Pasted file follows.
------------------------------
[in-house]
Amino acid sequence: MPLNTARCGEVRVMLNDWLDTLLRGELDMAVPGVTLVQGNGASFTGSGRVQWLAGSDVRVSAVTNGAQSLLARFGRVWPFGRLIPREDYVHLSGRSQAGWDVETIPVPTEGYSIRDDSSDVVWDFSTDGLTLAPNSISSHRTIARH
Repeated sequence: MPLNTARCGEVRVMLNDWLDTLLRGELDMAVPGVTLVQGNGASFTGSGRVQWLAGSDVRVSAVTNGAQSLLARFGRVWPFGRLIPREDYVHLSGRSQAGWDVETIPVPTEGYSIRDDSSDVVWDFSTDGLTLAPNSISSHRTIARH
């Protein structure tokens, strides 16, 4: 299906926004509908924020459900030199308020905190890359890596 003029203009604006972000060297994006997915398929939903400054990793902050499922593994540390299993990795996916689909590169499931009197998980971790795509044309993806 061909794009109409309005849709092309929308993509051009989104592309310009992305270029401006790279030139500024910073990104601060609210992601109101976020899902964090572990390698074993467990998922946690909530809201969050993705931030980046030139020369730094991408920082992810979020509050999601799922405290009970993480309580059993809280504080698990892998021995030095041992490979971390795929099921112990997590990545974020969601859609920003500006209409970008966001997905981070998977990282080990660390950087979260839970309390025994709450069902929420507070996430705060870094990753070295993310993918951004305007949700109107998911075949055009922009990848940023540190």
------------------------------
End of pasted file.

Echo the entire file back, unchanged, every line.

[in-house]
Amino acid sequence: MPLNTARCGEVRVMLNDWLDTLLRGELDMAVPGVTLVQGNGASFTGSGRVQWLAGSDVRVSAVTNGAQSLLARFGRVWPFGRLIPREDYVHLSGRSQAGWDVETIPVPTEGYSIRDDSSDVVWDFSTDGLTLAPNSISSHRTIARH
Repeated sequence: MPLNTARCGEVRVMLNDWLDTLLRGELDMAVPGVTLVQGNGASFTGSGRVQWLAGSDVRVSAVTNGAQSLLARFGRVWPFGRLIPREDYVHLSGRSQAGWDVETIPVPTEGYSIRDDSSDVVWDFSTDGLTLAPNSISSHRTIARH
């Protein structure tokens, strides 16, 4: 299906926004509908924020459900030199308020905190890359890596 003029203009604006972000060297994006997915398929939903400054990793902050499922593994540390299993990795996916689909590169499931009197998980971790795509044309993806 061909794009109409309005849709092309929308993509051009989104592309310009992305270029401006790279030139500024910073990104601060609210992601109101976020899902964090572990390698074993467990998922946690909530809201969050993705931030980046030139020369730094991408920082992810979020509050999601799922405290009970993480309580059993809280504080698990892998021995030095041992490979971390795929099921112990997590990545974020969601859609920003500006209409970008966001997905981070998977990282080990660390950087979260839970309390025994709450069902929420507070996430705060870094990753070295993310993918951004305007949700109107998911075949055009922009990848940023540190």